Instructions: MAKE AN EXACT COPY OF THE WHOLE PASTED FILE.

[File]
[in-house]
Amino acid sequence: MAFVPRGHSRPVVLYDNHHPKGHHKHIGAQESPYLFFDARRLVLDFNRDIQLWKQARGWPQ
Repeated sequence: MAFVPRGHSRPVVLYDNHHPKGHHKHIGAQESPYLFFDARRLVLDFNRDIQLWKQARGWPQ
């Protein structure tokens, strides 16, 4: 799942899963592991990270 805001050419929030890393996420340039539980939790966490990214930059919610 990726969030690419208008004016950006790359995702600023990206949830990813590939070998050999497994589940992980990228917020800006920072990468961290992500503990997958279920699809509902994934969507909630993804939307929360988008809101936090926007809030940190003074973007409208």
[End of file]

[in-house]
Amino acid sequence: MAFVPRGHSRPVVLYDNHHPKGHHKHIGAQESPYLFFDARRLVLDFNRDIQLWKQARGWPQ
Repeated sequence: MAFVPRGHSRPVVLYDNHHPKGHHKHIGAQESPYLFFDARRLVLDFNRDIQLWKQARGWPQ
């Protein structure tokens, strides 16, 4: 799942899963592991990270 805001050419929030890393996420340039539980939790966490990214930059919610 990726969030690419208008004016950006790359995702600023990206949830990813590939070998050999497994589940992980990228917020800006920072990468961290992500503990997958279920699809509902994934969507909630993804939307929360988008809101936090926007809030940190003074973007409208």